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An Arrangement of Distrust: the Bankruptcy of Caritas and Mutual‑Aid Games in Romania (1992‑1995) (2020-2021)
This paper tells the empirical story of how the mutual‑aid game (or pyramid or Ponzi scheme) Caritas, went bankrupt, after having acquired nationwide success. I reassemble this story through participants’ testimonies and mass media accounts, focusing on the role of the written press in fabricating, that is, representing, predicting, and announcing its demise. Curiously enough, the written press announces the failure of the game at a point where it is most successful ‑ that is, after Caritas relocates from Braşov to Cluj‑Napoca, operates multiple branches, and animates millions of Romanians into pilgrimage to a city frequently compared to a financial Mecca, Maglavit or El Dorado. I explore the rhetoric strategies used in shaping mutual‑aid bankruptcy, examining how something that has not (yet) happened is organized so as to appear impending. Bankruptcy is assembled by portraying Caritas as “matter out of place” (Douglas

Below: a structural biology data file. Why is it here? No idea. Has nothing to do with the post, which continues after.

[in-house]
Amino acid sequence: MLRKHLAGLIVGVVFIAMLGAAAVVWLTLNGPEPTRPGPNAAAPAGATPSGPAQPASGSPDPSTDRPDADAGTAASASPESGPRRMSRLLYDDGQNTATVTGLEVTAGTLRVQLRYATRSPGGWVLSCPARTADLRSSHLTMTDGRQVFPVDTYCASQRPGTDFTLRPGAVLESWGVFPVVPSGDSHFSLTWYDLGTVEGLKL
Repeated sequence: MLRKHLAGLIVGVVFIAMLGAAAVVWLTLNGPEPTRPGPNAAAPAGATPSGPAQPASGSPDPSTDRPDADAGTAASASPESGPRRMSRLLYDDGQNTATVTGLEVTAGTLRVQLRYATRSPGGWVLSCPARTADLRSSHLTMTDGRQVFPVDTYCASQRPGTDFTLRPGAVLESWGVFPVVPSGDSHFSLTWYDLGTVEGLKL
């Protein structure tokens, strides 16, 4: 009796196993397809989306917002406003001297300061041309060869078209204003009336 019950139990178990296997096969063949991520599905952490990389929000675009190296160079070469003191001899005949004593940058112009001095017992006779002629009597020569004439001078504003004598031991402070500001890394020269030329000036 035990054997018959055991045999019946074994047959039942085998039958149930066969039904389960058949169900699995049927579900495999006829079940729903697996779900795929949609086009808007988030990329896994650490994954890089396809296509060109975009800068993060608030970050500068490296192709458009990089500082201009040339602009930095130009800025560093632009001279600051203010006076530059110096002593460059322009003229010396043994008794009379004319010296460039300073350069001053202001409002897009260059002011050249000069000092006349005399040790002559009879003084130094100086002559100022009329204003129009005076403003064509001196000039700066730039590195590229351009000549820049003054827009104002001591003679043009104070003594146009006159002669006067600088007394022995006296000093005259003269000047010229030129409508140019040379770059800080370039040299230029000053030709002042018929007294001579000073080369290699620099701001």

1966), an alien element that disturbs the peace and serenity of a city formerly known for its university campus and intellectual life. Furthermore, illegality is forged out of ambiguity. Since there are no provisions specifically outlawing mutual‑aid games in general, journalists try to undermine them as particular cases. Lastly, the use of numbers completes the rhetoric of bankruptcy. Most accounts include numerical and non‑numerical formulations of the size of the mutual‑aid phenomenon, presenting very precise numbers of depositors, deposits, victims, or financial damage. I highlight the paradox of precision as being more rhetorical than informative.